Do Your Research
Another key point for candidates returning for a second interview is that they know the company they are applying to.
"Be very aware of who we are as a company — what we do, what our market space is and what the team you are joining does," Johnson said.
Robert Erzen, vice president of HR at Palo Alto Networks, a network security software provider, said, "It's critical that they know something about us. My advice is to take some time to go onto LinkedIn so they can even find a name they can drop of somebody who works here — the name of a friend of a friend even."
Monarch says she likes to see that a candidate has done their homework on the company. "It pays to show that they are very interested in the company. They ought to know who we are, what we do and what's the scope of our business. If they stumble or don't know anything, that candidate's chances may be limited."
Another tip from Monarch is that candidates study the company's Web site. Most corporate Web sites are robust and have lots of information. If the company in question is public, the financials as well as information about the products and services are all available online. Moreover, it also pays to know the company's competitive landscape, she said. "In the initial interview we look very simply at whether the person can make an immediate impact on our business," Erzen said. "Do they have the chops to join our firm? So we look for that twinkle or that passion. And we definitely look for people who can come in and bring ideas."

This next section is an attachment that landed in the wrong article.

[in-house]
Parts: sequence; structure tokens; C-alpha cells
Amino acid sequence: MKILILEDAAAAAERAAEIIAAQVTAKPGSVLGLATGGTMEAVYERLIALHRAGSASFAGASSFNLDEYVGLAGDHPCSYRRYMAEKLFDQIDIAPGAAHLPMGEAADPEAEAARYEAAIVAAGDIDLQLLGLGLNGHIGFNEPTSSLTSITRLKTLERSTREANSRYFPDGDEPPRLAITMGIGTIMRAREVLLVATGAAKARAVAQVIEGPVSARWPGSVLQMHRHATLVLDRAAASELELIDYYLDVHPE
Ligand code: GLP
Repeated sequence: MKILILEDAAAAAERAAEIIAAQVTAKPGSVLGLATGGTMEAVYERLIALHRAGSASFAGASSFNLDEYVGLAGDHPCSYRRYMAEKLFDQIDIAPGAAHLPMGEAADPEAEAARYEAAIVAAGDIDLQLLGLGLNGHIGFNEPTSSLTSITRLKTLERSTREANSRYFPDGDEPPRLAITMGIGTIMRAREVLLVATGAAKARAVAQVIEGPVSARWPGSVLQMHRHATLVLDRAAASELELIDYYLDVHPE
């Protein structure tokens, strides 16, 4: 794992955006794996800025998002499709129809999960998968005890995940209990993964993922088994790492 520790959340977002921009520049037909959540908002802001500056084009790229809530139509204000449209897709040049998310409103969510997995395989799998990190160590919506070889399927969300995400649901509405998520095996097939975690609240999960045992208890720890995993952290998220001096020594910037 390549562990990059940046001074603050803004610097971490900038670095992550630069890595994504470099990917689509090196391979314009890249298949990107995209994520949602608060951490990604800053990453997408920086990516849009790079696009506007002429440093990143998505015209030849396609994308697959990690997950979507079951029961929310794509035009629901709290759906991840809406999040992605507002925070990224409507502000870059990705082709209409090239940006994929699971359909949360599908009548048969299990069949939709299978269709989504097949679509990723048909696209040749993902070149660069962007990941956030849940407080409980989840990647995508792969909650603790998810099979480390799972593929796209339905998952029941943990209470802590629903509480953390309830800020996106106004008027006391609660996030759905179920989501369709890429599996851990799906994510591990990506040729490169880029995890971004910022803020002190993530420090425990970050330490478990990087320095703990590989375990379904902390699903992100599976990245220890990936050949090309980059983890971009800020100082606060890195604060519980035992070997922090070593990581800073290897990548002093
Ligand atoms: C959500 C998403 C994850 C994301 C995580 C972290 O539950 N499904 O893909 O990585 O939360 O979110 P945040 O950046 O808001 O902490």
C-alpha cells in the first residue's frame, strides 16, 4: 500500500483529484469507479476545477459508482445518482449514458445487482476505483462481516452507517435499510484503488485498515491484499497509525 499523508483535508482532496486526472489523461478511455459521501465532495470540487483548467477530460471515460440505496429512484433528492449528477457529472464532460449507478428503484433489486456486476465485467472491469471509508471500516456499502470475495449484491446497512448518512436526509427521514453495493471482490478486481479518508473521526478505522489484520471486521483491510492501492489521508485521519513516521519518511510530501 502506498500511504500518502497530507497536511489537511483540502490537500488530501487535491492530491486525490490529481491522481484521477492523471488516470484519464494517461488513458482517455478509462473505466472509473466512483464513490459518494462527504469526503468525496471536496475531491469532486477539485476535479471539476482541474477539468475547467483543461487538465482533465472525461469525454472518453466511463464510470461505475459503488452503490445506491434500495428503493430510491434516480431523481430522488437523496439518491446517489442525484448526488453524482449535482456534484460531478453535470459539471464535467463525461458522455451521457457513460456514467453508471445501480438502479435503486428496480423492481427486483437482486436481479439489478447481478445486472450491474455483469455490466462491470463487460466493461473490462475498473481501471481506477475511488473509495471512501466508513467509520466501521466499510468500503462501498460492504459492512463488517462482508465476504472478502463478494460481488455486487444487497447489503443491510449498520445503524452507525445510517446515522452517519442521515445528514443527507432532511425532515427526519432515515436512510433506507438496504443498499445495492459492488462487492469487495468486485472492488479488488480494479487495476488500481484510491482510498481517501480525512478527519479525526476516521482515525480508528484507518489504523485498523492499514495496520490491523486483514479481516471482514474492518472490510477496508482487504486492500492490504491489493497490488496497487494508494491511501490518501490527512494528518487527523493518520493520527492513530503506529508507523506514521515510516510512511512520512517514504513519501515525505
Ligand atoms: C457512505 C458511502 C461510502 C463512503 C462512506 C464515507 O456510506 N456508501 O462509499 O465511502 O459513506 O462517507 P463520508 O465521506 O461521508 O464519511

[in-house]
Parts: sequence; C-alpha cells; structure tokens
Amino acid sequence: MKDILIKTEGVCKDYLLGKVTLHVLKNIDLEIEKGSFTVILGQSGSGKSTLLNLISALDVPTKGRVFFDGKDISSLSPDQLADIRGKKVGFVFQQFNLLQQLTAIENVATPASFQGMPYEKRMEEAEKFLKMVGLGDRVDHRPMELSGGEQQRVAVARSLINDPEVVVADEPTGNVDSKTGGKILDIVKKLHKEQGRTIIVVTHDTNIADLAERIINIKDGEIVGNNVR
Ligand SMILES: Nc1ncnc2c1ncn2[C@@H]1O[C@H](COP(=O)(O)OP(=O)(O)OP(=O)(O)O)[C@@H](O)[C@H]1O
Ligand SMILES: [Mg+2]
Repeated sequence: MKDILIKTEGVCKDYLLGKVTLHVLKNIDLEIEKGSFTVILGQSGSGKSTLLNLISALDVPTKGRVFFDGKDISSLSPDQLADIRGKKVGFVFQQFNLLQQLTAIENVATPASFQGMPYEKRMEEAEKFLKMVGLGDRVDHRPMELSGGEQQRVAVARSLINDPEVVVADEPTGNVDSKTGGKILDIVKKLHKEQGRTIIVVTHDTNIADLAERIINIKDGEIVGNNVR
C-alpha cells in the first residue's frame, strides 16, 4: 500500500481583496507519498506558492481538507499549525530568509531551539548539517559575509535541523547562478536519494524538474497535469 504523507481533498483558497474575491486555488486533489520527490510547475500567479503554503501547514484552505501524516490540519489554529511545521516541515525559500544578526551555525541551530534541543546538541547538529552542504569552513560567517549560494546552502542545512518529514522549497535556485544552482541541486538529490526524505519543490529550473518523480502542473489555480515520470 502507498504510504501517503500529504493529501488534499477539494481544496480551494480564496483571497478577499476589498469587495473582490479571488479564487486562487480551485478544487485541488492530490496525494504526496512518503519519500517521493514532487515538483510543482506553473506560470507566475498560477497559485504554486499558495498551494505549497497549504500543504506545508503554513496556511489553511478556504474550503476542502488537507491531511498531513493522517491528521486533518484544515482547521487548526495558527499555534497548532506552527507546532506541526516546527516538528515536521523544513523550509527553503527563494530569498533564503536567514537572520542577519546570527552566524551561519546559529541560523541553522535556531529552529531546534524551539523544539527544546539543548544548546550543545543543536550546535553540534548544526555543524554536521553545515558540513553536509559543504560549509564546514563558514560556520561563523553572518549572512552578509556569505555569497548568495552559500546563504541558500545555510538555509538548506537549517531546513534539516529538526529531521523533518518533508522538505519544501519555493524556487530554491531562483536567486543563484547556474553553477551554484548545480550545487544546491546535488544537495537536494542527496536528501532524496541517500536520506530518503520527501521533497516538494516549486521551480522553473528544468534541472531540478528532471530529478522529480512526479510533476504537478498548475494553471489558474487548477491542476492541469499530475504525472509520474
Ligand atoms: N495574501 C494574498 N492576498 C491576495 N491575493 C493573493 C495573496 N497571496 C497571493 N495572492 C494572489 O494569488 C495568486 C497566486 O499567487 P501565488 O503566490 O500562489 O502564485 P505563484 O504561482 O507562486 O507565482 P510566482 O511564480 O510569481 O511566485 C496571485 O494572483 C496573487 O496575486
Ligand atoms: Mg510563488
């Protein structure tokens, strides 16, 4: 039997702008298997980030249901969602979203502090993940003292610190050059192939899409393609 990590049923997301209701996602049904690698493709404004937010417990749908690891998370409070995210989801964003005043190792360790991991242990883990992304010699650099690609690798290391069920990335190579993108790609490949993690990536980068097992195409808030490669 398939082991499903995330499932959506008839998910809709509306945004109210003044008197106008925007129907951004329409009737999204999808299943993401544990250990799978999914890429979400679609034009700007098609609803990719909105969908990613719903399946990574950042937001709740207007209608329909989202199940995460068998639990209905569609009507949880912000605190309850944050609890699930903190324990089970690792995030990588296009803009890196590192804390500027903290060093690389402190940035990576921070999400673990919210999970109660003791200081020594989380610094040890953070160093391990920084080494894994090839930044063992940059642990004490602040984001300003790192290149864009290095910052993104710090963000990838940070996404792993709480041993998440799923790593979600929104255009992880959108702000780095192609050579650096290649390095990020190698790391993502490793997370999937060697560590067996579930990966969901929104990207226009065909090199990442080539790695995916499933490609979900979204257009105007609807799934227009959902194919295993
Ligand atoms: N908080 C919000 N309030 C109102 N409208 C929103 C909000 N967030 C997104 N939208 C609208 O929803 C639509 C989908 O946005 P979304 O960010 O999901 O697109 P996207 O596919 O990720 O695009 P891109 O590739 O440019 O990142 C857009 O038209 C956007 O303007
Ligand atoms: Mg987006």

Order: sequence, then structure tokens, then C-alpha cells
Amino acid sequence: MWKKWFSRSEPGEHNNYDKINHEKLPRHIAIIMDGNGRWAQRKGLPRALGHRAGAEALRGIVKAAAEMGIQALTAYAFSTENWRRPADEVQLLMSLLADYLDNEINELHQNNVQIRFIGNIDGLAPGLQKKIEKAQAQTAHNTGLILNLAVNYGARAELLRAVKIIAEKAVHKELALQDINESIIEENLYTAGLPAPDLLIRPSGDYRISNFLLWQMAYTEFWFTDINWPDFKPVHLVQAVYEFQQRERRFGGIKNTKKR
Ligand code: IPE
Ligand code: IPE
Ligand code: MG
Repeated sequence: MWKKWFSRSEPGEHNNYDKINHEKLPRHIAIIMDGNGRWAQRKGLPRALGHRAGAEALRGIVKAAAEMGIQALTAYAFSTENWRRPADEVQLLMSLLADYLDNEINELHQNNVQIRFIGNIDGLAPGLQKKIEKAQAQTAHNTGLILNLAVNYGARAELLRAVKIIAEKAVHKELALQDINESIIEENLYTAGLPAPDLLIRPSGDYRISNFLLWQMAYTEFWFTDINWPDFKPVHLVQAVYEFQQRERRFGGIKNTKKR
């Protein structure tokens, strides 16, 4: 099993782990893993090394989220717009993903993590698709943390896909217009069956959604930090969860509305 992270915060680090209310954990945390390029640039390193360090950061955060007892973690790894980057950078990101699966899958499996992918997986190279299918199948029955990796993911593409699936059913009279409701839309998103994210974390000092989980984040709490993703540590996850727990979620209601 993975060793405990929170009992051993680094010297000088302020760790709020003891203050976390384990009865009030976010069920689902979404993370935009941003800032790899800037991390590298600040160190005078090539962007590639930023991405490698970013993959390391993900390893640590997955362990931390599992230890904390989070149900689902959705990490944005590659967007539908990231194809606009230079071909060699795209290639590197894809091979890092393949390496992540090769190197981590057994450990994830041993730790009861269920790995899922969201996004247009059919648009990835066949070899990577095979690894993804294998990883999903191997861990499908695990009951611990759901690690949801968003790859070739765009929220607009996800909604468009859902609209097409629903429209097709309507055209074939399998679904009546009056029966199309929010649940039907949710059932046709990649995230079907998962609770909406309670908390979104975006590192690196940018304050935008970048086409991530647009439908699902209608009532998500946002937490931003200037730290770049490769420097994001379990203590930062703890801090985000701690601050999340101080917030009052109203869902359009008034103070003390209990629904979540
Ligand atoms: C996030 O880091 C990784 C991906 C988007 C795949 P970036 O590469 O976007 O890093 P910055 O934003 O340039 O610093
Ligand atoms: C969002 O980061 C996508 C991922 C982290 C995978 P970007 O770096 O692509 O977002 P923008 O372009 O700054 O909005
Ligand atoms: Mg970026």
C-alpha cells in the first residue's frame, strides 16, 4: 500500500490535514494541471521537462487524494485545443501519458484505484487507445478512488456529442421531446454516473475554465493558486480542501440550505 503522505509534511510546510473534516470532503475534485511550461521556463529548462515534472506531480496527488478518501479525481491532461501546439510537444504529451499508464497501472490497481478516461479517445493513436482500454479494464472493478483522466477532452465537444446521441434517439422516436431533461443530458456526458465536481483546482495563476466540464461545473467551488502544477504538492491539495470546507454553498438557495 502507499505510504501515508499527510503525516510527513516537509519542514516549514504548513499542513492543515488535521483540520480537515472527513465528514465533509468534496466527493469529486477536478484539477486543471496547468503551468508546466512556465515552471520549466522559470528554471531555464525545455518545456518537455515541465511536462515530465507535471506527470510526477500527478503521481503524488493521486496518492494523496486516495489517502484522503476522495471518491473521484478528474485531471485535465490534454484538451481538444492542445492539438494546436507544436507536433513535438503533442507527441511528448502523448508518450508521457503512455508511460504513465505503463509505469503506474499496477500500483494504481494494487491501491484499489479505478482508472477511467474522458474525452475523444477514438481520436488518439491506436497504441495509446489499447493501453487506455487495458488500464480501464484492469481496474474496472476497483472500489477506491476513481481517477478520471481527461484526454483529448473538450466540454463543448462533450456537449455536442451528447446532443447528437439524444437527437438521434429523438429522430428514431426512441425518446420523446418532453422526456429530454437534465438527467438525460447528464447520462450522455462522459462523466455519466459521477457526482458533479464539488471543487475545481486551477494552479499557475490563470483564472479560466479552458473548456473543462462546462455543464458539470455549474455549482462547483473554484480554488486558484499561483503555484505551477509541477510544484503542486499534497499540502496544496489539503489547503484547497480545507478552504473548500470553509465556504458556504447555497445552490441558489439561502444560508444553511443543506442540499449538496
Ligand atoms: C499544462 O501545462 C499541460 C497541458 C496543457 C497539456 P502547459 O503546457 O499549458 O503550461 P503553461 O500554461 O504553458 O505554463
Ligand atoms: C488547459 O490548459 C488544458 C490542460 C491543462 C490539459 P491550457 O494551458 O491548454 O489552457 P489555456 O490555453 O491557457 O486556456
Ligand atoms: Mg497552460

The Right Fit
Meanwhile, Johnson said when Serena asks a candidate in for a third interview it is to finalize their view of the person's technical competence.
"The final interview is to figure out if the candidate is the right fit," he said. "And the final interview typically involves the hiring manager, someone from HR, and there can also be a team member and a higher level manager there." Johnson says he looks for candidates who can effectively challenge the status quo. "Come with a little fire in the belly."
"We're looking for candidates who want to make a contribution and not just plug along putting a widget in the exact spot every day," Monarch said. "We also look for people who can work in ambiguity. Citrix requires a lot of collaborative work so those who can work in a team setting have better chances."
Of the HR professionals interviewed, Colosi was the only one who said they do four rounds of interviews. And the fourth is typically to meet the company's CEO to get his approval. But by the fourth interview, "You've already got an offer."
Other tips? Avoid distractions, Erzen said. This means to silence your cell phone. And do not pull out a PowerPoint presentation unless you're looking for a sales or marketing position. With most any other role, it's overkill, the HR pros said.
"It's very typical in the industry and probably for most companies to have a phone interview first, rather than taking the candidate's time to drive out to the site," said Marilyn Monarch, group director for HR consulting and services at Citrix Systems.